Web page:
Last night, we posted an item regarding a recent article in the San Gabriel Valley Times, in which City of Industry Mayor David Perez suggested that would-be L.A. stadium developer Ed Roski is considering other plans for the place on which the stadium would be built. Team Roski takes issue with that contention.
“Our 600 acre plan entails a stadium and a retail center,” a representative of Majestic Realty, the company Roski owns. “Our plans have always included both. Majestic is starting to receive significant interest from retail partners to be part of that development. It isn’t a question of whether we will build both a stadium and a retail center. The only question is which one comes first.”
Meanwhile, sports consultant Marc Ganis, who has worked with the NFL and the teams in the past, has said that Roski’s proposal is closer to coming to fruition than the rival project backed by AEG. “There is more fizzle to the downtown L.A. initiative,” Ganis recently told the Whittier Daily News. “But the Industry plan has more certainty and is more of the traditional football option.”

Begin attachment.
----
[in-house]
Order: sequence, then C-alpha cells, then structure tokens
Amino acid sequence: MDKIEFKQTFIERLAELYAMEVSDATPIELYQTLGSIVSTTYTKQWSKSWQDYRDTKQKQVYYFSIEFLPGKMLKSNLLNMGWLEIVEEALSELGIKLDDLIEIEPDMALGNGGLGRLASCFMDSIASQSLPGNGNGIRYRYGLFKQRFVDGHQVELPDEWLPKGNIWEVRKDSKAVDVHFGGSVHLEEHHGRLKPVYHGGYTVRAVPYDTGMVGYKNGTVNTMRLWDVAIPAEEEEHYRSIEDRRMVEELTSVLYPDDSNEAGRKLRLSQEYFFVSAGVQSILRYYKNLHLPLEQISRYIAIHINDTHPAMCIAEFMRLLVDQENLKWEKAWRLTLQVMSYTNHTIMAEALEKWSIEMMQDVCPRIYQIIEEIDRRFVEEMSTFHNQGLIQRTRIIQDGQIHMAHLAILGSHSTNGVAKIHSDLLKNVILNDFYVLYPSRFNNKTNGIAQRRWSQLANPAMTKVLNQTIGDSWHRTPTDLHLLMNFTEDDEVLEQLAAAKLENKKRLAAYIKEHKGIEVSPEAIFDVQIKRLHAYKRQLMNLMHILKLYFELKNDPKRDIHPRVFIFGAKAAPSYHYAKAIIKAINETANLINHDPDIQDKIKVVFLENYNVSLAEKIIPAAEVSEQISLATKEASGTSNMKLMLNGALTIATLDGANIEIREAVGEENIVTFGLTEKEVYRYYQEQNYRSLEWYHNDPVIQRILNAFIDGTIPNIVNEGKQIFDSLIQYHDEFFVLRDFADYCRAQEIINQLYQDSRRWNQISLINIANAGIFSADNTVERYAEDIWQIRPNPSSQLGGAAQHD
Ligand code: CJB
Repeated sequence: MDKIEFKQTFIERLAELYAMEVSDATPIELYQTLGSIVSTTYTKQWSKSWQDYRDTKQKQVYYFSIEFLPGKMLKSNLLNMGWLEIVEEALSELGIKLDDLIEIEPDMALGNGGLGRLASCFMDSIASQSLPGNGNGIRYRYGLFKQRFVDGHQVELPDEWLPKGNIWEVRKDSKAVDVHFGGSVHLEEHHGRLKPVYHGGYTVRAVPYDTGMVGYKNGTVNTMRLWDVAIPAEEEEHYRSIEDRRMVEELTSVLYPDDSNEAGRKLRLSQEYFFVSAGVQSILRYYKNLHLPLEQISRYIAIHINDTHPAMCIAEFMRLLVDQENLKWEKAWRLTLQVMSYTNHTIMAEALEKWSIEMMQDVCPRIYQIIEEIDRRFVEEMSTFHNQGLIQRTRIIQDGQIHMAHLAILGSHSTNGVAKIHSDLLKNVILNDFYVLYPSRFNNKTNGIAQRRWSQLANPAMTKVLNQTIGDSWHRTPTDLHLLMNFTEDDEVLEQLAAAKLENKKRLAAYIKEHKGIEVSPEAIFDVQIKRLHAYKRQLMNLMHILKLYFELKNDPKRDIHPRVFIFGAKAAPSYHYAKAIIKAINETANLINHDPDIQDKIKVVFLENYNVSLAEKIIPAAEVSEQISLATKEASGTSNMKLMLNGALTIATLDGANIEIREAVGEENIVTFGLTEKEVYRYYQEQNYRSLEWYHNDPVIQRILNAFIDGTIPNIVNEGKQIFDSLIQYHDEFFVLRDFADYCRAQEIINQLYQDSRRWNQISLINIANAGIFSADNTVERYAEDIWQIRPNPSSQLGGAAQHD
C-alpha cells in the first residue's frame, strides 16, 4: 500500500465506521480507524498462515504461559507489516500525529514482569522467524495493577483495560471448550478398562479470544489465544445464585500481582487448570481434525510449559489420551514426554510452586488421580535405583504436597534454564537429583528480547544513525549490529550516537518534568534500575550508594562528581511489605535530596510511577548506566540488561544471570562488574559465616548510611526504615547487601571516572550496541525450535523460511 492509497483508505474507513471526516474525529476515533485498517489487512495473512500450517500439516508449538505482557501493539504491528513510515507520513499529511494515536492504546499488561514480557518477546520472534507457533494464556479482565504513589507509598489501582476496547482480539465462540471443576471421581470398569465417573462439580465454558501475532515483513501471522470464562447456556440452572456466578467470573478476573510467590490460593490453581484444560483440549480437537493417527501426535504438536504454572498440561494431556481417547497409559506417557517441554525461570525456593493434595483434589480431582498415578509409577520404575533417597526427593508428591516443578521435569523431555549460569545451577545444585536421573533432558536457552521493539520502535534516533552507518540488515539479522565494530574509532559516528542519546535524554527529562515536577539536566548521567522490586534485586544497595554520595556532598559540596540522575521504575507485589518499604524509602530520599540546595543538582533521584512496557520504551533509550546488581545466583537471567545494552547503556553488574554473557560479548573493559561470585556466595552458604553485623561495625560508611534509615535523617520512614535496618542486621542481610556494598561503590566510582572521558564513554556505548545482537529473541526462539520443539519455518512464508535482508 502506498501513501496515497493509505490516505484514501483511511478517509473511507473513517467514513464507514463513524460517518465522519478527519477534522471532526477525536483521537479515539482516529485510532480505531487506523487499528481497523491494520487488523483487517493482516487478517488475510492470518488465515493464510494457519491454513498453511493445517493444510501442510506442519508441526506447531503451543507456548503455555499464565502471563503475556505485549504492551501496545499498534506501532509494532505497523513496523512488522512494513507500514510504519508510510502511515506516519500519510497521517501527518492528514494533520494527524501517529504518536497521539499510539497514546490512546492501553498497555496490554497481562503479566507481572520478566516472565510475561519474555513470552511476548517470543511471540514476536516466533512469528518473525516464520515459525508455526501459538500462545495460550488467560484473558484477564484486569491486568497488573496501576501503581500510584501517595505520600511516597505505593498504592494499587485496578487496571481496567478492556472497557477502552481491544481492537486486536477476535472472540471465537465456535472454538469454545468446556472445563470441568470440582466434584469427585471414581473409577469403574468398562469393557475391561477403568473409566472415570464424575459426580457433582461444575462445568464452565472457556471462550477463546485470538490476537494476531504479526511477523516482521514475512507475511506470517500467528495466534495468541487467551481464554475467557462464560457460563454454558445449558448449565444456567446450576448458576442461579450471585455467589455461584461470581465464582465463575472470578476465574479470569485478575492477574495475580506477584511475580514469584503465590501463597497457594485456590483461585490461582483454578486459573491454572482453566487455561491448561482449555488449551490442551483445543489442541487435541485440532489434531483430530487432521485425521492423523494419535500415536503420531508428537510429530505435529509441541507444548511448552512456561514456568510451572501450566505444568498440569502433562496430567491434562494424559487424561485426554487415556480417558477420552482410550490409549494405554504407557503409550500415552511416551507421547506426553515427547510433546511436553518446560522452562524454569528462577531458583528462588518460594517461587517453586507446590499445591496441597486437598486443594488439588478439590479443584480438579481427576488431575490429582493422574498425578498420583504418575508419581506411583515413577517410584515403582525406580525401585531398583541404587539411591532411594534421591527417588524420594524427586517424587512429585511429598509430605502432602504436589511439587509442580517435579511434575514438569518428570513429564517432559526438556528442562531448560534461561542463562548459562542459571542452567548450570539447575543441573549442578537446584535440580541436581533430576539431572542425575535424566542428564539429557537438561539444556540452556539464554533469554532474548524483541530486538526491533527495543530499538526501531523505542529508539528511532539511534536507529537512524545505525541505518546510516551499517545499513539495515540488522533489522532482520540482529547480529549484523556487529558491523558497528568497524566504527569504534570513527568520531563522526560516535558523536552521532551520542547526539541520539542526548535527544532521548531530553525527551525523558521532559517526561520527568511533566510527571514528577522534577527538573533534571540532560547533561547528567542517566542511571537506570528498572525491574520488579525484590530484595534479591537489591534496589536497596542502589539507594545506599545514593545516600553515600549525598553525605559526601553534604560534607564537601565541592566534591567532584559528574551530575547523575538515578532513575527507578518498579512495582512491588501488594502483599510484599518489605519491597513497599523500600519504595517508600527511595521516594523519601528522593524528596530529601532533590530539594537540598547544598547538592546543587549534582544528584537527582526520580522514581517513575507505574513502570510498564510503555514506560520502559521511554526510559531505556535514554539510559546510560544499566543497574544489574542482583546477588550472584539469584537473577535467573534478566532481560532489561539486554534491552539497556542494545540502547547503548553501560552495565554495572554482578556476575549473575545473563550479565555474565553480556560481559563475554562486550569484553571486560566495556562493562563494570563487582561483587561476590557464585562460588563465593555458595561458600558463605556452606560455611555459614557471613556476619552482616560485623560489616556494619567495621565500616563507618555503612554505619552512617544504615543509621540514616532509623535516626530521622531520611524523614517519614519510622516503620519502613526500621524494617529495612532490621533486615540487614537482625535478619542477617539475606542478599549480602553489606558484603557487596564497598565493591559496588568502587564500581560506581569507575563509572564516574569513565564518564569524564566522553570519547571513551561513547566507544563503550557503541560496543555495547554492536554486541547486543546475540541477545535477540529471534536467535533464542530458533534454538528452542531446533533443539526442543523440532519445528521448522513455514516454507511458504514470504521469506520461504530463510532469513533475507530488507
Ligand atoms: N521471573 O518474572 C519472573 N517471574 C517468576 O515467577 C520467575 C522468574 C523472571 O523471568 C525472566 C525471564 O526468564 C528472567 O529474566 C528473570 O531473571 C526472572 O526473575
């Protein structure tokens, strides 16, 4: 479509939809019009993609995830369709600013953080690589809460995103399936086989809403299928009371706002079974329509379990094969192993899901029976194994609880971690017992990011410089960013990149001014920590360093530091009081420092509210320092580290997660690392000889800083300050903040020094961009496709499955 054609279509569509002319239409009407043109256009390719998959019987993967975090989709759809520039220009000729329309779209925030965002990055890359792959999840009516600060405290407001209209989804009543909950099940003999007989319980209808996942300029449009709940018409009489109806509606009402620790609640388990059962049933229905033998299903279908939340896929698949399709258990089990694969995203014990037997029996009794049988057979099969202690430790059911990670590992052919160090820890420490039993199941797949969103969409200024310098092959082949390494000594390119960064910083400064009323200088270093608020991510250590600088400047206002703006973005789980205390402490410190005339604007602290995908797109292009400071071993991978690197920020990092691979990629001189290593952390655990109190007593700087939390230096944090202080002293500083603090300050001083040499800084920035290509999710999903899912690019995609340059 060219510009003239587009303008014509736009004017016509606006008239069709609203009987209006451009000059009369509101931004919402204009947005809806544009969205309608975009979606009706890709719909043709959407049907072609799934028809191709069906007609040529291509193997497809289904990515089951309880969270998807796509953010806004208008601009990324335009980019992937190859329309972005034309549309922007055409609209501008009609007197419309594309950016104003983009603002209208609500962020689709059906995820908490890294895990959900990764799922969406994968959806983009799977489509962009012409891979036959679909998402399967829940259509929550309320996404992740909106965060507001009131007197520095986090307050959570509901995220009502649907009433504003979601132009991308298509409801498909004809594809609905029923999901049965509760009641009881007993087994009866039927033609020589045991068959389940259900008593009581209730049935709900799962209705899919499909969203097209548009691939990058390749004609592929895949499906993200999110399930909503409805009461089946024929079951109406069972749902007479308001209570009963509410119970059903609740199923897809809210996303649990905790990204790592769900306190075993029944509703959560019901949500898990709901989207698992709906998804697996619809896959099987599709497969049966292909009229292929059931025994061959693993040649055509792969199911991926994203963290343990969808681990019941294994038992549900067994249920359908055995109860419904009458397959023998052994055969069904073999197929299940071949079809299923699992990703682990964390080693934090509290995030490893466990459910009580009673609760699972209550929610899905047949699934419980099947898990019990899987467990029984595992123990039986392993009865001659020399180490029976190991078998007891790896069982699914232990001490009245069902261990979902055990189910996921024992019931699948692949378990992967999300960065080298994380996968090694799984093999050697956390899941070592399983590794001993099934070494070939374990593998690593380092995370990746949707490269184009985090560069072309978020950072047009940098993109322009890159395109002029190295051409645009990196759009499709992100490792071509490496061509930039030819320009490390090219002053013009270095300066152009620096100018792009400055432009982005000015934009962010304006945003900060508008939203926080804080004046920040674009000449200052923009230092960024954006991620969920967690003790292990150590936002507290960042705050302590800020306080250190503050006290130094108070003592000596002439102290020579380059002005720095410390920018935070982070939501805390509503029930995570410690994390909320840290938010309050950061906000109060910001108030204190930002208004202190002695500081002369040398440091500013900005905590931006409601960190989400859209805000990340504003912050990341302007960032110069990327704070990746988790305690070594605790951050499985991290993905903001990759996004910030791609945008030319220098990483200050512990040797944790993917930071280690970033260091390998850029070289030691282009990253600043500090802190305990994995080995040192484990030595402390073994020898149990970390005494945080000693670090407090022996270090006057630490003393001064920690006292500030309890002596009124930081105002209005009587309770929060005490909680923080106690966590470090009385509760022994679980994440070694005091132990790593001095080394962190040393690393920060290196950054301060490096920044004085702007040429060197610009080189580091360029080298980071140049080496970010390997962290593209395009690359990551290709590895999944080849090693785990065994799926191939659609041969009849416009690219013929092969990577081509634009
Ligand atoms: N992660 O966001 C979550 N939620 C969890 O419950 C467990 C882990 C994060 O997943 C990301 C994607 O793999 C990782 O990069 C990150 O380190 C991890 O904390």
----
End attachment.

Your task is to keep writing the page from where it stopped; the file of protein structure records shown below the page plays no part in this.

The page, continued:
We don’t know whether Ganis currently is doing any consulting for the NFL. By helping keep the Roski project seem more viable at a time when the AEG proposal is gaining more steam, Ganis is at a minimum doing the NFL a favor.
The league’s best interests are served by having two competitive projects duke it out as long as possible, which will allow the NFL ultimately to leverage the best deal. That’s why AEG would love to score a knockout now — and why Roski would love to do the same. The longer this goes, the better the deal the NFL will be able to extract from the group that ultimately secures the privilege of hosting (and possibly owning part of all of) an NFL team.